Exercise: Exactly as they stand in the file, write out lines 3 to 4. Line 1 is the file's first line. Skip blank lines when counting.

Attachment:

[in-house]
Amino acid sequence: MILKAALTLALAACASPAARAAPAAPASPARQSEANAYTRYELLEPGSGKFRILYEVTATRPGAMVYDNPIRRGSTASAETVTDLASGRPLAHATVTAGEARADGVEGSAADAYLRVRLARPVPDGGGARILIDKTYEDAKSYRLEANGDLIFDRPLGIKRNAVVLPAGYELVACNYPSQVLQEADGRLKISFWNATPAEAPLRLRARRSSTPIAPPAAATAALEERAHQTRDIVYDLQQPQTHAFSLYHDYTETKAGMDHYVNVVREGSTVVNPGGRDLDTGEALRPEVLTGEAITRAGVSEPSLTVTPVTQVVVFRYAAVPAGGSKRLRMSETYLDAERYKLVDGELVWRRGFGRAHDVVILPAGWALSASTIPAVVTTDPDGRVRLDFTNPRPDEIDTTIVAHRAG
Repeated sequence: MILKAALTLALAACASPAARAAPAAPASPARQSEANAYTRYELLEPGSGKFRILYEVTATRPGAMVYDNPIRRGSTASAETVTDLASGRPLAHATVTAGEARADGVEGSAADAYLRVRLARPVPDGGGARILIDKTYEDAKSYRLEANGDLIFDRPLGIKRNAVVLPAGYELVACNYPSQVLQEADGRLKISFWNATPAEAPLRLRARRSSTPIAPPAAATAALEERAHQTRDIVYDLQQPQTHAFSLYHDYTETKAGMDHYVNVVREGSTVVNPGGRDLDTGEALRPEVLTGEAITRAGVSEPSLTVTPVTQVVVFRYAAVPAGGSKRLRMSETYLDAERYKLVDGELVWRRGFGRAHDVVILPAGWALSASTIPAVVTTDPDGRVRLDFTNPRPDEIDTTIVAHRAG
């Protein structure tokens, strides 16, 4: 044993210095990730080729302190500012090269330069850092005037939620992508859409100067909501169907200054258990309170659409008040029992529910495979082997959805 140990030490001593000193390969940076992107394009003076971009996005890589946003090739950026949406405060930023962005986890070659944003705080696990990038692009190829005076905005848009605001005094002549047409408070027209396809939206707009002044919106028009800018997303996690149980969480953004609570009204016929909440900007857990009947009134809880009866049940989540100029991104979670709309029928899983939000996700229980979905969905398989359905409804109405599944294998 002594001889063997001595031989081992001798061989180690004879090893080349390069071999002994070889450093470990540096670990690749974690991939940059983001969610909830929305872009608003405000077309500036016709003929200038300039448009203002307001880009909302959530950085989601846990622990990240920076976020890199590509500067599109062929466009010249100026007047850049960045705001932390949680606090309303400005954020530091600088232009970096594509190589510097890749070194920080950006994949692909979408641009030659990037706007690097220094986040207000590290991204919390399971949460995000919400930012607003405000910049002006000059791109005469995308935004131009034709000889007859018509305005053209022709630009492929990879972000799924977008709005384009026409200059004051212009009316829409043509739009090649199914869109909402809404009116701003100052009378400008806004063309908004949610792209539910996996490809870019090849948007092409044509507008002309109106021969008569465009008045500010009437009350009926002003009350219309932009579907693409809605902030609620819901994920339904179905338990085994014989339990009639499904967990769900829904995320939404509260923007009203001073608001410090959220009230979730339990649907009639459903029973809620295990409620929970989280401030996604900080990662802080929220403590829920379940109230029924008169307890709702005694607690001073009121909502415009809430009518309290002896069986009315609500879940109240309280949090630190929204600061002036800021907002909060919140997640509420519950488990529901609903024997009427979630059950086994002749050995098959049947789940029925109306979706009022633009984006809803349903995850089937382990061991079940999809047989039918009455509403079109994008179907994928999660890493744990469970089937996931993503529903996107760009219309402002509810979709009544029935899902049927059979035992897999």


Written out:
Repeated sequence: MILKAALTLALAACASPAARAAPAAPASPARQSEANAYTRYELLEPGSGKFRILYEVTATRPGAMVYDNPIRRGSTASAETVTDLASGRPLAHATVTAGEARADGVEGSAADAYLRVRLARPVPDGGGARILIDKTYEDAKSYRLEANGDLIFDRPLGIKRNAVVLPAGYELVACNYPSQVLQEADGRLKISFWNATPAEAPLRLRARRSSTPIAPPAAATAALEERAHQTRDIVYDLQQPQTHAFSLYHDYTETKAGMDHYVNVVREGSTVVNPGGRDLDTGEALRPEVLTGEAITRAGVSEPSLTVTPVTQVVVFRYAAVPAGGSKRLRMSETYLDAERYKLVDGELVWRRGFGRAHDVVILPAGWALSASTIPAVVTTDPDGRVRLDFTNPRPDEIDTTIVAHRAG
């Protein structure tokens, strides 16, 4: 044993210095990730080729302190500012090269330069850092005037939620992508859409100067909501169907200054258990309170659409008040029992529910495979082997959805 140990030490001593000193390969940076992107394009003076971009996005890589946003090739950026949406405060930023962005986890070659944003705080696990990038692009190829005076905005848009605001005094002549047409408070027209396809939206707009002044919106028009800018997303996690149980969480953004609570009204016929909440900007857990009947009134809880009866049940989540100029991104979670709309029928899983939000996700229980979905969905398989359905409804109405599944294998 002594001889063997001595031989081992001798061989180690004879090893080349390069071999002994070889450093470990540096670990690749974690991939940059983001969610909830929305872009608003405000077309500036016709003929200038300039448009203002307001880009909302959530950085989601846990622990990240920076976020890199590509500067599109062929466009010249100026007047850049960045705001932390949680606090309303400005954020530091600088232009970096594509190589510097890749070194920080950006994949692909979408641009030659990037706007690097220094986040207000590290991204919390399971949460995000919400930012607003405000910049002006000059791109005469995308935004131009034709000889007859018509305005053209022709630009492929990879972000799924977008709005384009026409200059004051212009009316829409043509739009090649199914869109909402809404009116701003100052009378400008806004063309908004949610792209539910996996490809870019090849948007092409044509507008002309109106021969008569465009008045500010009437009350009926002003009350219309932009579907693409809605902030609620819901994920339904179905338990085994014989339990009639499904967990769900829904995320939404509260923007009203001073608001410090959220009230979730339990649907009639459903029973809620295990409620929970989280401030996604900080990662802080929220403590829920379940109230029924008169307890709702005694607690001073009121909502415009809430009518309290002896069986009315609500879940109240309280949090630190929204600061002036800021907002909060919140997640509420519950488990529901609903024997009427979630059950086994002749050995098959049947789940029925109306979706009022633009984006809803349903995850089937382990061991079940999809047989039918009455509403079109994008179907994928999660890493744990469970089937996931993503529903996107760009219309402002509810979709009544029935899902049927059979035992897999």